All that said, we’ll look next at Cango’s latest financials, which really do paint a bleak picture for the first half of the year, before taking a closer look at the company’s longer-term initiatives that are part of the previously mentioned business transformation. The company’s revenue fell 30% in the first quarter to 787.7 million yuan ($117 million) from 1.12 billion yuan in the year-ago period. It said things would get worse in the second quarter, forecasting revenue of just 250 million yuan to 300 million yuan. The midpoint of that range would represent a 71% decline from the 947 million yuan it reported a year earlier.
The company’s non-GAAP adjusted net loss, which excludes the impact of share-based compensation, actually narrowed to 113.3 million yuan for the quarter, less than half the 254 million yuan loss on the same basis a year earlier.
“The current round of the pandemic outbreak has lasted for more than two months, spanning the first two quarters of 2022,” said Cango CEO Lin Jiayuan. “While the pandemic is slowly coming under control and production is gradually resuming, we believe the impact on the demand side will persist longer-term.”
A primary reason for the huge revenue decline was a plunge in Cango’s older car financing business, which dropped by 74% to 105.9 million yuan in the quarter. That big decline meant the auto financing business accounted for just 13% of the company’s revenue for the quarter, down from about a quarter in the previous quarter. The de-emphasis on financing dates back to China’s earlier crackdown on fintech companies due to risk-management concerns. But now the company’s drive away from that part of the business seems to be accelerating in the face of all the recent economic headwinds.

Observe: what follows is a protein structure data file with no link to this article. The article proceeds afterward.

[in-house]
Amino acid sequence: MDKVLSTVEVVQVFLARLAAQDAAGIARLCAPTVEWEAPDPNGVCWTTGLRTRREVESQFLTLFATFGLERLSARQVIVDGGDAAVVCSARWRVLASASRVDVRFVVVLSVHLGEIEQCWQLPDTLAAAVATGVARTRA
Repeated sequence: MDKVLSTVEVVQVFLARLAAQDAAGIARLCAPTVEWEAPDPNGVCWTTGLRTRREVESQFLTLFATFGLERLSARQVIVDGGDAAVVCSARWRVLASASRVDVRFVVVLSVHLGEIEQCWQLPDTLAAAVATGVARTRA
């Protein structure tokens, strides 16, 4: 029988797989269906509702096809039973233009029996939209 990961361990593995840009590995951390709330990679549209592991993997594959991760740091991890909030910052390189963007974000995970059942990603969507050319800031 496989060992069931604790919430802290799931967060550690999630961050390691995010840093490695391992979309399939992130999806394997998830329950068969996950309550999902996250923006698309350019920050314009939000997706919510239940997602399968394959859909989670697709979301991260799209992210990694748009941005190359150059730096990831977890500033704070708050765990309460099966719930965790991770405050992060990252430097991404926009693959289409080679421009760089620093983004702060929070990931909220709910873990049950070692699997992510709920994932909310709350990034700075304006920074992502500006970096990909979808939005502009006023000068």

By comparison, Cango’s car trading transaction revenue, which the company is building up under its new business model, managed to post year-on-year growth for the quarter, rising 4.9% to 599.3 million yuan. That means that part of the business accounted for about three-quarters of Cango’s revenue during the quarter, up from about two-thirds in the previous quarter.
As part of the focus on car-trading services, the company trumpeted the launch of its new Cango Haoche app this month that lies at the center of that part of the business. The company launched a smaller version of the app last year inside the hugely popular WeChat social networking platform and said that mini-app had logged 2.76 million cumulative deals through the end of March.
Within its broader car-trading business, Cango is putting the accelerator on NEVs as it tries to orient itself towards a segment of the market that is growing rapidly due to improving technology and strong government support. Of the 6,827 vehicles sold on the Cango Haoche WeChat mini-app during the quarter, 5,193 were NEVs. By comparison, the company’s NEV transactions totaled just 5,742 for all of last year. Cango is also trying to carve out a niche as an insurance provider for NEVs by working together with some of the country’s many smaller manufacturers.
Last but certainly not least, Cango’s management is taking a similar tack to many of its Chinese peers by pumping the brakes on spending and becoming more conservative with its investments. Its operating costs were roughly unchanged in the first quarter from a year earlier. It also moved a big chunk of its short-term investments into cash, with the result that its cash rose to 2.1 billion yuan at the end of March from 1.4 billion yuan three months earlier.
Editor’s Note: The summary bullets for this article were chosen by Seeking Alpha editors.